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A Bird’s Eye-View On Use Of AI & ML In Airlines Industry

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The advent of many low-cost airlines across the world in the early 2000s fuelled the business transformation of the overall industry, said Rahul Chogle, Head of Data and Analytics at SpiceJet, during his talk at the third edition of MLDS 2021.

The keynote speaker started the session by providing a quick overview of the airline industry and how SpiceJet started using emerging technologies like AI and machine learning almost three years ago. The session gave an insider’s perspective on airline business and the role of AI and machine learning in facilitating a smooth travel experience. 

The  airline industry has embraced data science and machine learning-based decision making with a full heart. He said, “At SpiceJet, our journey started with a focus on maximising revenue. A collaborative effort with key stakeholders, and with the guidance of executive management, we focused on multiple facets of commercial initiatives to improve decision making.” He added, “Currently, we are also looking into potential cost initiatives that could lead to significant savings for the internal value chain.”


Chogle also shed light on the “under the hood” factors shaping the industry, such as compliance, ATF costs, etc. He then gave a detailed explanation on the functional map of the airline that includes two categories- revenue and operations along with other support functions, such as financial, legal, admin, training, etc. While revenue is all about growing in the network, selling seats at the highest possible price,etc, operations include everything related to the airports.

The speaker mentioned some of the core airline functions to maximise revenues, minimise costs and provide a differentiated customer experience. The core functions include:

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  • Revenue Management: Generate, sustain, match demand for optimal revenue with relevant pricing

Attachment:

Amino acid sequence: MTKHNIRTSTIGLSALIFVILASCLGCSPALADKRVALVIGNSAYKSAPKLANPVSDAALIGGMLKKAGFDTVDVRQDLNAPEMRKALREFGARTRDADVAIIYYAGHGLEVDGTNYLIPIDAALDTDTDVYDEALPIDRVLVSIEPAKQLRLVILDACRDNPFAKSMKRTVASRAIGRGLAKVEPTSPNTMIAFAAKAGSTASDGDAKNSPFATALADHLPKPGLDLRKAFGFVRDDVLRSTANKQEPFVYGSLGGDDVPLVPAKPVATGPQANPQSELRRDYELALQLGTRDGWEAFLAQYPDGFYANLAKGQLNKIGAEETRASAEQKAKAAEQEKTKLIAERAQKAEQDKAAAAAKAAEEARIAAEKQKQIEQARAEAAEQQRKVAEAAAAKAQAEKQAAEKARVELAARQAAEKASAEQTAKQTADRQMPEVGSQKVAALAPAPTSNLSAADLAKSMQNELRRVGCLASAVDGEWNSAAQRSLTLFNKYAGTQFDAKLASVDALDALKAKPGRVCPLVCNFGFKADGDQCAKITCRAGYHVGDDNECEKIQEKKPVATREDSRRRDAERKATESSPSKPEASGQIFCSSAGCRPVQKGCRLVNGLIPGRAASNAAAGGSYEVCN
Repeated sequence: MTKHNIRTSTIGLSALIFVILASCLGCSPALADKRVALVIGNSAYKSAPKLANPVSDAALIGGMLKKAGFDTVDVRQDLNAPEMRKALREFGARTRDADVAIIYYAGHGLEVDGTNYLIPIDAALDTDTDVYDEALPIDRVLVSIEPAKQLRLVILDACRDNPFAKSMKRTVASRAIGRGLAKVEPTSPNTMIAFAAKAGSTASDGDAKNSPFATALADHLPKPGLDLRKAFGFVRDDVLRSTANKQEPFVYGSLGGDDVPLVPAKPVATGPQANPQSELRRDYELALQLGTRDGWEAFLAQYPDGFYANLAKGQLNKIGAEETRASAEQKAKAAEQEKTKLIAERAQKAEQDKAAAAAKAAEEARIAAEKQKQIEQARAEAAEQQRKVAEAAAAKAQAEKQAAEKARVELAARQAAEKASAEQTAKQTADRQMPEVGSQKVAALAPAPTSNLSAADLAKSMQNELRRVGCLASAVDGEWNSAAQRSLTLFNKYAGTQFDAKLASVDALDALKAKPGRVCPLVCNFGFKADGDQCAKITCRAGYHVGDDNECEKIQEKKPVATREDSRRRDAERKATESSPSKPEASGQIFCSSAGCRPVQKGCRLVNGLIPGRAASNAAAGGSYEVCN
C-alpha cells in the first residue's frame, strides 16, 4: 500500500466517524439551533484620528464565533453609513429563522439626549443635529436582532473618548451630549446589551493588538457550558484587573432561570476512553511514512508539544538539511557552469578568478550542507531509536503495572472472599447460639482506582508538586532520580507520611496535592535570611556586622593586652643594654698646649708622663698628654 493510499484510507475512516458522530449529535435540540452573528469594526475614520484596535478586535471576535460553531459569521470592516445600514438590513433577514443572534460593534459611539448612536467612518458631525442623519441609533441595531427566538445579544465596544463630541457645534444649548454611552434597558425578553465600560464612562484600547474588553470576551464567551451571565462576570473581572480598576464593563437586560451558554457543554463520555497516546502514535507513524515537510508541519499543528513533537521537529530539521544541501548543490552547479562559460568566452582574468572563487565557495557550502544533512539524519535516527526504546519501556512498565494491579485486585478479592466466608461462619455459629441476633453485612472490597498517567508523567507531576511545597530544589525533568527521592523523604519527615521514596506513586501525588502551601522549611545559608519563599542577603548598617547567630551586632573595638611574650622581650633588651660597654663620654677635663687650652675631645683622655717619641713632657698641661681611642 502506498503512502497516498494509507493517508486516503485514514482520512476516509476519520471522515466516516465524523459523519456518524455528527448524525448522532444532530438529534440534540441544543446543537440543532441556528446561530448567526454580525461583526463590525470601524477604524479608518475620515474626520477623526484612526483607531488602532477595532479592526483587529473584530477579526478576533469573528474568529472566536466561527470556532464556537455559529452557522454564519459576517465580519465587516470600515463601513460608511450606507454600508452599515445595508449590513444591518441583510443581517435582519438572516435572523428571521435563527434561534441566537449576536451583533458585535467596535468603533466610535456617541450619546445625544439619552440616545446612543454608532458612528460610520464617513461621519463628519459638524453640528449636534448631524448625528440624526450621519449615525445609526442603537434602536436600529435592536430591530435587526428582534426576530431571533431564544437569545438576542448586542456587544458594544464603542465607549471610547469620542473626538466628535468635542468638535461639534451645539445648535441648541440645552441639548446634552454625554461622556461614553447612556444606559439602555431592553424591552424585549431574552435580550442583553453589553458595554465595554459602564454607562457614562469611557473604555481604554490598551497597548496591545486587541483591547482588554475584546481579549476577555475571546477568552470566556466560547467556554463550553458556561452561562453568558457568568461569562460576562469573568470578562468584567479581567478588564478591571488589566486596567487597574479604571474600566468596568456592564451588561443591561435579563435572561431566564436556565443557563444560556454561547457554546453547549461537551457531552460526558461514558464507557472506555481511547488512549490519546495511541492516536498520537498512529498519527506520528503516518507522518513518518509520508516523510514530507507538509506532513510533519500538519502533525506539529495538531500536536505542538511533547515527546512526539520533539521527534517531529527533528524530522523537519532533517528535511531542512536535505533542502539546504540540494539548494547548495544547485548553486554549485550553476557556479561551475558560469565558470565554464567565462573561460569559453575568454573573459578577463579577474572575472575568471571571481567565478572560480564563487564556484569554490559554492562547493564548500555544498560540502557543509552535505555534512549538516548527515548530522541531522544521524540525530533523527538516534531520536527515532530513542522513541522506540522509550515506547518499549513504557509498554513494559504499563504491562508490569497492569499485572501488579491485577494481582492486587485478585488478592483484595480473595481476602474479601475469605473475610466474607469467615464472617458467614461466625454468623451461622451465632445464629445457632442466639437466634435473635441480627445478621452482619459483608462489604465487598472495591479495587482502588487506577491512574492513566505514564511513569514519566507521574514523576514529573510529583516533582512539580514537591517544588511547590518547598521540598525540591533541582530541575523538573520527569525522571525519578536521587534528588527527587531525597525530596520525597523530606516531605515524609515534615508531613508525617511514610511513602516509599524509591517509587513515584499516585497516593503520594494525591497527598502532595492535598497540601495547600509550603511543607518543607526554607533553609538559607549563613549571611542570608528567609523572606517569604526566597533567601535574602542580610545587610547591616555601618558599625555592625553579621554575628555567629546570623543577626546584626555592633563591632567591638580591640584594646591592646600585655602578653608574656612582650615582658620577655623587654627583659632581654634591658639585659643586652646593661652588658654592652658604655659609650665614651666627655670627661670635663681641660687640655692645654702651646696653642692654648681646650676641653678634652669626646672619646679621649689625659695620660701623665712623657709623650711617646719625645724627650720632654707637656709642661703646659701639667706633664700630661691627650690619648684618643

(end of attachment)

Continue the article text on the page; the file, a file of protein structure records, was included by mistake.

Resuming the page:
• Marketing & Loyalty: Branding, product planning and improved customer understanding, etc.
  • Flight Ops: Aircraft performance monitoring, technical route planning, minimising the impact of disruptions, etc.
  • Engineering: Optimal inventory and minimal costs towards maintenance

Talking about the industry and analysis, Chogle detailed the role of AI and machine learning in airlines industry. According to him, AI and machine learning can help by:

  • Enabling scenario planning: Machine learning can help bring richer perspectives to scenario planning by deciphering the trends in competitive capacity/ fare strategy, etc.
  • Quicken the pace of analytics: Delay, predictions, forecasting congestions at airports can provide a critical lead time for the airline to minimise disruptions. 
  • Deal with the complexity of datasets as well as complex business challenges: AI and ML are useful for forecasting demand, passenger no-show or cancellation and access revenue impact of the course of action.
  • Encourage being “Future Ready”: Support functions such as HR, financial, legal, have been increasingly looking into AI-led tools for data-driven decision making.

Before wrapping up, Chogle stressed on the need to invest more in training and delivering solutions that create a measurable impact on business outcomes.

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